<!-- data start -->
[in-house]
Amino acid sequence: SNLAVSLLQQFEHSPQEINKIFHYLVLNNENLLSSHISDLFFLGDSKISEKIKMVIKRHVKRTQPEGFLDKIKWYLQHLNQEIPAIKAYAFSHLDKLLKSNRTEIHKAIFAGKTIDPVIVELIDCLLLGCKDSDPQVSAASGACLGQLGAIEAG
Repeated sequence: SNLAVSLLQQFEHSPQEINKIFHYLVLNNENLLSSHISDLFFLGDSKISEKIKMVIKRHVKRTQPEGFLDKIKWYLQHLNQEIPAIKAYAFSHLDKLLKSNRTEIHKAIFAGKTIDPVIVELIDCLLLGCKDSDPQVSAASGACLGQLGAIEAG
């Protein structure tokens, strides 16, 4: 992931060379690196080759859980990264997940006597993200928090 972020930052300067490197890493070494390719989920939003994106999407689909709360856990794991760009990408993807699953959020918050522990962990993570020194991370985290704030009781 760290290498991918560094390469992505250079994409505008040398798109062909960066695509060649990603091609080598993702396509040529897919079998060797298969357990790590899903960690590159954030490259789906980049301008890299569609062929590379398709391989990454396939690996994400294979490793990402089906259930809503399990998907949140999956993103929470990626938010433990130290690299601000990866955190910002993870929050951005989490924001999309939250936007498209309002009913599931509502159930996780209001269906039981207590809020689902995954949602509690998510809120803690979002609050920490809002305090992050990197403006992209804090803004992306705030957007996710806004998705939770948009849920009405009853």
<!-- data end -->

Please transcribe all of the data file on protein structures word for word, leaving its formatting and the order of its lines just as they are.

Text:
[in-house]
Amino acid sequence: SNLAVSLLQQFEHSPQEINKIFHYLVLNNENLLSSHISDLFFLGDSKISEKIKMVIKRHVKRTQPEGFLDKIKWYLQHLNQEIPAIKAYAFSHLDKLLKSNRTEIHKAIFAGKTIDPVIVELIDCLLLGCKDSDPQVSAASGACLGQLGAIEAG
Repeated sequence: SNLAVSLLQQFEHSPQEINKIFHYLVLNNENLLSSHISDLFFLGDSKISEKIKMVIKRHVKRTQPEGFLDKIKWYLQHLNQEIPAIKAYAFSHLDKLLKSNRTEIHKAIFAGKTIDPVIVELIDCLLLGCKDSDPQVSAASGACLGQLGAIEAG
């Protein structure tokens, strides 16, 4: 992931060379690196080759859980990264997940006597993200928090 972020930052300067490197890493070494390719989920939003994106999407689909709360856990794991760009990408993807699953959020918050522990962990993570020194991370985290704030009781 760290290498991918560094390469992505250079994409505008040398798109062909960066695509060649990603091609080598993702396509040529897919079998060797298969357990790590899903960690590159954030490259789906980049301008890299569609062929590379398709391989990454396939690996994400294979490793990402089906259930809503399990998907949140999956993103929470990626938010433990130290690299601000990866955190910002993870929050951005989490924001999309939250936007498209309002009913599931509502159930996780209001269906039981207590809020689902995954949602509690998510809120803690979002609050920490809002305090992050990197403006992209804090803004992306705030957007996710806004998705939770948009849920009405009853």